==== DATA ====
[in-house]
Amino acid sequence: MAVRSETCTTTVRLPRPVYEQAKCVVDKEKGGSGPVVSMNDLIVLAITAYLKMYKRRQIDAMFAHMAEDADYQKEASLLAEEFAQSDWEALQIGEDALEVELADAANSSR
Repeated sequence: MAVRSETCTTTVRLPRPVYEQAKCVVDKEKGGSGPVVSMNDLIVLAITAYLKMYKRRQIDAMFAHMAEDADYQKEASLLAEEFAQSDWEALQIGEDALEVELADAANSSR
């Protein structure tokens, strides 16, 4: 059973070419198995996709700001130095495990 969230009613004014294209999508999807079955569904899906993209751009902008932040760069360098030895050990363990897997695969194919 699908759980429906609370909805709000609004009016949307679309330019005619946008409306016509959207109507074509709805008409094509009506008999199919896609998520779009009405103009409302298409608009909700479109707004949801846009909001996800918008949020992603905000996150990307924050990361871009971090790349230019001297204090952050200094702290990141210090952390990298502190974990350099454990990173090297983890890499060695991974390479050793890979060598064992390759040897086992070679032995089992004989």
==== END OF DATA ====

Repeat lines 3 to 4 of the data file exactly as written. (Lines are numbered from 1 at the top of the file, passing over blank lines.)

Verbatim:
Repeated sequence: MAVRSETCTTTVRLPRPVYEQAKCVVDKEKGGSGPVVSMNDLIVLAITAYLKMYKRRQIDAMFAHMAEDADYQKEASLLAEEFAQSDWEALQIGEDALEVELADAANSSR
């Protein structure tokens, strides 16, 4: 059973070419198995996709700001130095495990 969230009613004014294209999508999807079955569904899906993209751009902008932040760069360098030895050990363990897997695969194919 699908759980429906609370909805709000609004009016949307679309330019005619946008409306016509959207109507074509709805008409094509009506008999199919896609998520779009009405103009409302298409608009909700479109707004949801846009909001996800918008949020992603905000996150990307924050990361871009971090790349230019001297204090952050200094702290990141210090952390990298502190974990350099454990990173090297983890890499060695991974390479050793890979060598064992390759040897086992070679032995089992004989």